Ruled By Fear


When I was younger I wanted to be a physiotherapist.  Actually, before that I wanted to be a comic book artist, and before that I wanted to be an animal trainer (come on, you KNOW that would be awesome).  But in late high school I started thinking seriously about a career, and physio was what I wanted.

I was serious about it too.  In grade 12 I volunteered at a physio clinic in order to better understand what was involved, and as I saw it in action I knew it was something I would not only enjoy, but would also be good at.

So off I went to university, and in my first year I took all the prerequisites for Physiotherapy.  To get into Physio you need to apply to the faculty, and due to a limited number of spots available every year there was an interview process to get in.  I was confident I had a shot if I could get to the interview stage; but only the applicants with the top marks received interviews.

My marks were good, but not good enough.  And I tried for two years before coming to accept maybe physio wasn’t going to happen for me.

One day I was talking to someone about it, and they suggested I apply at different schools (out of town) as I would have a much better chance to get in.  That idea had never occurred to me, but even after hearing about it I never even tried.  I DID want to get into physio, but I was also an 18-19 year old kid who had never been away from home.  The reality was, I didn’t even consider trying to get into school somewhere else.  That wasn’t an option to me at the time.

Although I didn’t see it, my fear of being away from home, my friends and my family was greater than my desire to get into Physiotherapy school.

And so I didn’t even try.

I didn’t think of it as fear, but at some level that’s what it was.  I wanted something – I really did.  But I didn’t want it enough to make the take a chance, and to do what needed to be done to pursue that dream.


In life, we are often ruled by our fears.  We fear failure, and we fear rejection.  And these fears often end up shaping our behaviors and decisions.


Fear of Failure

When we fear failure, there are a few different ways it can manifest.

The most obvious one is removing ourselves from a situation, and not even trying.  When you don’t even try, it may be because you’ve convinced yourself in advance that you were going to fail – so why bother when you know how it will end up.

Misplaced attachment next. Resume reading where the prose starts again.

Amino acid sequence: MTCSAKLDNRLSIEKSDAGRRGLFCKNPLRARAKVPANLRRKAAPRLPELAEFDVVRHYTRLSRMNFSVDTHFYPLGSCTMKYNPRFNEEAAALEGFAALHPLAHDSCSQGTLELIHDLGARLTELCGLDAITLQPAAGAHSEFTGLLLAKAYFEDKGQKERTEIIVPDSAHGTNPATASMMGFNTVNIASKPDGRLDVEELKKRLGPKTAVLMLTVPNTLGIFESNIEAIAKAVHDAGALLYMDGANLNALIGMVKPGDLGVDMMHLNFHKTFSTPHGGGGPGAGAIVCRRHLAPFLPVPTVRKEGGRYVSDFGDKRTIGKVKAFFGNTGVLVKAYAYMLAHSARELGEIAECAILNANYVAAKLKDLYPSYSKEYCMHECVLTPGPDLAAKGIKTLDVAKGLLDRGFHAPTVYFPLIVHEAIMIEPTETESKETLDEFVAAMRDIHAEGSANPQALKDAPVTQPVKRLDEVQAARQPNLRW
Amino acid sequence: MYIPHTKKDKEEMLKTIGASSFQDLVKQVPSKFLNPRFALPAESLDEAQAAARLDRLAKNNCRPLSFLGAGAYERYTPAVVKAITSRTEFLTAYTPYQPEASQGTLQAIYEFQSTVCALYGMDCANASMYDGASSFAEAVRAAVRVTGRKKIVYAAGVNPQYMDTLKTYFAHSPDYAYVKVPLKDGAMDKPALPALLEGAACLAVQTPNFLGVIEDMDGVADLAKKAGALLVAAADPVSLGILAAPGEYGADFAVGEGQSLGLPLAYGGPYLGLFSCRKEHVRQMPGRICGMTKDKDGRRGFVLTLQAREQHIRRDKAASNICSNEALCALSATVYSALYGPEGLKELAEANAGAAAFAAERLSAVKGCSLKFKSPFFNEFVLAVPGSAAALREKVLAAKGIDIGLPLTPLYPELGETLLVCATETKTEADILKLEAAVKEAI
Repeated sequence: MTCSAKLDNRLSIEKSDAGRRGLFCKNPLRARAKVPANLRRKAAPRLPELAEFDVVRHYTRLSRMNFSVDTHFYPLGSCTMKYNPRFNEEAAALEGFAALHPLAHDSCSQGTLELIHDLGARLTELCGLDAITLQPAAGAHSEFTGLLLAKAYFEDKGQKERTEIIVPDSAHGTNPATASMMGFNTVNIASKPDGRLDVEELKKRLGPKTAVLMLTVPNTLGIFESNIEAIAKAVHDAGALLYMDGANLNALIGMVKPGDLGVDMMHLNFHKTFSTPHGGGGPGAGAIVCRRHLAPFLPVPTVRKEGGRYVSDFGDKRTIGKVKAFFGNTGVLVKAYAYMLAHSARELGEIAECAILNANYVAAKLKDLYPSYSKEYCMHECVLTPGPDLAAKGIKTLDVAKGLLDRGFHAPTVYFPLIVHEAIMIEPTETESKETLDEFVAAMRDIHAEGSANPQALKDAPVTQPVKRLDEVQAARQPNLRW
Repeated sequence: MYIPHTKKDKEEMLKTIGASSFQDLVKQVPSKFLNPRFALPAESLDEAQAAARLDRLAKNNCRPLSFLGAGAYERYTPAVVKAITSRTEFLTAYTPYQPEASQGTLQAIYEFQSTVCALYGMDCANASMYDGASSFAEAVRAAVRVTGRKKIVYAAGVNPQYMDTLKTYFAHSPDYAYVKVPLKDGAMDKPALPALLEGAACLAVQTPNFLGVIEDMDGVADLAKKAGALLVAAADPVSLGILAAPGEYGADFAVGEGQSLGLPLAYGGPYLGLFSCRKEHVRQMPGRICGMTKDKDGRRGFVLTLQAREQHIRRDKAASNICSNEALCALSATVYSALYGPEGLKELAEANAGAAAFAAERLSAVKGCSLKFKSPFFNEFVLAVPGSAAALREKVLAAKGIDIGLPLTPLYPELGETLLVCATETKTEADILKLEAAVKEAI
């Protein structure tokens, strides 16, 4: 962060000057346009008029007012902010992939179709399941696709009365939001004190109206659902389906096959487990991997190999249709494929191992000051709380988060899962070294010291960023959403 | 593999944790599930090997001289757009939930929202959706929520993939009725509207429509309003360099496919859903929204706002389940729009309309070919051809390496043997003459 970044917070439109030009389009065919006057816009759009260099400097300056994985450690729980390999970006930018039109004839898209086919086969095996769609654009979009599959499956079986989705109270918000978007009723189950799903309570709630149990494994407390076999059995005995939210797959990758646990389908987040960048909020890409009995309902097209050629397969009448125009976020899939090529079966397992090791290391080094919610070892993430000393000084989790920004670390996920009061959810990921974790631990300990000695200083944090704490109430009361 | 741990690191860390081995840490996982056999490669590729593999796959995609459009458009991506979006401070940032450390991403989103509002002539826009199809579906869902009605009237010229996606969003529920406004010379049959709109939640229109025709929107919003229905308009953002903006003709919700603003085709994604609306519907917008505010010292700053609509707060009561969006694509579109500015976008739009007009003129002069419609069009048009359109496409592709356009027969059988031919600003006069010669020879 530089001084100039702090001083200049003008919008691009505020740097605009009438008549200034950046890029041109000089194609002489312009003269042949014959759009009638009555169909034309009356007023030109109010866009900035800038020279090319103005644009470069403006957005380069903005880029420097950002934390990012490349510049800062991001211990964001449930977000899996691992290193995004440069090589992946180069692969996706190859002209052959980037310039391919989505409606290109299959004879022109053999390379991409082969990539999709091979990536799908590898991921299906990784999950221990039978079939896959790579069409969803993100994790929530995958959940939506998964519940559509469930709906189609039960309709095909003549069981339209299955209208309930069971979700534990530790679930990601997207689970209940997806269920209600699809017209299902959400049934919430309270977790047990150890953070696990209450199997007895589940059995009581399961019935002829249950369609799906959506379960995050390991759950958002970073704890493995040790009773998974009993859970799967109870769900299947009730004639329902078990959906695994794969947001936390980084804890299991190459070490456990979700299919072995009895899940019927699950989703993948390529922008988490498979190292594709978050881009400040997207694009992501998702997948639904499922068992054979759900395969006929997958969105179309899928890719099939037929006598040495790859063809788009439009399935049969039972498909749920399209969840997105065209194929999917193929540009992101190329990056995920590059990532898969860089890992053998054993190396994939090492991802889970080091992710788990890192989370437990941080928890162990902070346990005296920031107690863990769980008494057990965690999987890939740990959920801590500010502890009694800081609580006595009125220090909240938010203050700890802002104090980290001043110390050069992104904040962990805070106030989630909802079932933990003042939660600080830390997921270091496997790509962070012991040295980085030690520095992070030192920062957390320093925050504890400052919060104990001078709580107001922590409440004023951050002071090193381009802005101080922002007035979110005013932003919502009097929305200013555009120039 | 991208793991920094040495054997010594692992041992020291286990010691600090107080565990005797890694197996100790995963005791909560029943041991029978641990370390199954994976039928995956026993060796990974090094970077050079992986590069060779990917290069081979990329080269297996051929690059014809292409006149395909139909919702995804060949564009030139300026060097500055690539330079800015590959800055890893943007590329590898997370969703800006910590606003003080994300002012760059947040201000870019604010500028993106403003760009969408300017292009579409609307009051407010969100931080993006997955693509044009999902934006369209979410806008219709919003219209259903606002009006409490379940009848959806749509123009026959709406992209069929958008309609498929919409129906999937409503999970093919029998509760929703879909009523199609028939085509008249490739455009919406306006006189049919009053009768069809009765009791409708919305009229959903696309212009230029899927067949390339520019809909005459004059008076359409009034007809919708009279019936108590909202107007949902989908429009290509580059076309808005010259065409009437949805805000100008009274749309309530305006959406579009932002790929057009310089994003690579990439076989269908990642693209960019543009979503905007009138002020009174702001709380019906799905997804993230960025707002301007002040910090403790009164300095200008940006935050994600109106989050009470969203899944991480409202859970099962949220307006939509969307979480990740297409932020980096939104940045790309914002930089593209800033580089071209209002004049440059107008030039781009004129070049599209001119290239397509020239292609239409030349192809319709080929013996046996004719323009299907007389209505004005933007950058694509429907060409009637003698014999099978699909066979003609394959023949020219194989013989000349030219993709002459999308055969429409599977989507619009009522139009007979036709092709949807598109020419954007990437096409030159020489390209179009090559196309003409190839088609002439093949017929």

Not trying may also be so you can convince yourself you didn’t fail.  I’m sure we’ve all seen and heard people say something like “I would have done X, if not for Y”.  Things like I would have been a professional musician if not for my mom and dad needing my help, or I would have been a doctor if I didn’t have kids, or any number of things.

When you don’t try it’s easy to lie to yourself and tell yourself these things.

Maybe it’s true and you would have been X; then again, maybe not.

You’ll never know.

The “what if” game is a wasted exercise, because no matter what you think may have happened – it didn’t.  You made the choices you made.  And life worked out the way it worked out.


Sometimes people do put in some effort, but fear of failure becomes a self-fulfilling prophecy.  They don’t believe they can succeed, so they sabotage themselves by putting in minimal effort.

Then, when things don’t work out they tell themselves “see, I knew it wasn’t going to work out.”  Not accepting that the way they approached it was a significant contributor to how things ended up.


When this happens, one of the lies people tell themselves is if it didn’t work out it wasn’t meant to be.

Meant to be.


To me that’s a cop out.  “It wasn’t meant to be” turns us into victims, and absolves us of any responsibility for the course of our life.

Things work out sometimes, and other times they don’t.  But if it’s all about “meant to be” then why are we here?  “Meant to be” turns us into nothing more than observers, it means we are passive participants in our own lives; and I can’t accept that.

Rather, I think life presents us with opportunities, and it’s up to us to determine what we want to do them.

Sometimes we pass those opportunities by, maybe because we are scared we will fail or we feel we aren’t ready.

Life doesn’t care if we’re scared – it doesn’t care if we think we’re ready.  Opportunities arise, and we need to decide what to do with them.

Sometimes we embrace those opportunities and give them our all.  And sometimes we still fail.

When that happens it can hurt like hell.  But if it’s something that mattered to us and something we believed in, at least we know that we’ve tried.



Fear of Rejection

I’ve written a lot about authenticity in relationships, and about how important it is to just “be yourself”, whoever that is.  And I DO believe that being authentic and vulnerable in a relationship is key to both happiness and long term success.

But one thing I tend to gloss over when writing about authenticity is how hard that is to do sometimes.

See, we all have egos and want to be liked and accepted.  And rejection hurts.


Fear of rejection can lead us to hide parts of ourselves, or even to pretend to be something we are not.

We probably all do this to a degree, because we want to impress and we want to be accepted.  And in the early days of a relationship it’s somewhat understandable.

It’s a paradox, where we need to feel accepted in order to feel emotionally safe with the other person.  At the same time, we need to be vulnerable and let our partners in in order to feel accepted and safe.

So usually in the early days it can be a gradual process of sharing and revealing ourselves.  Ultimately we need to let the other person in though, as much as we can.

Similar to how not trying out of fear of failure can CAUSE us to fail, holding back out of fear of rejection will limit the closeness in our relationships and ensure we will never be accepted for who we are.  After all, our partner can’t ever fully accept us if we won’t let them truly see us.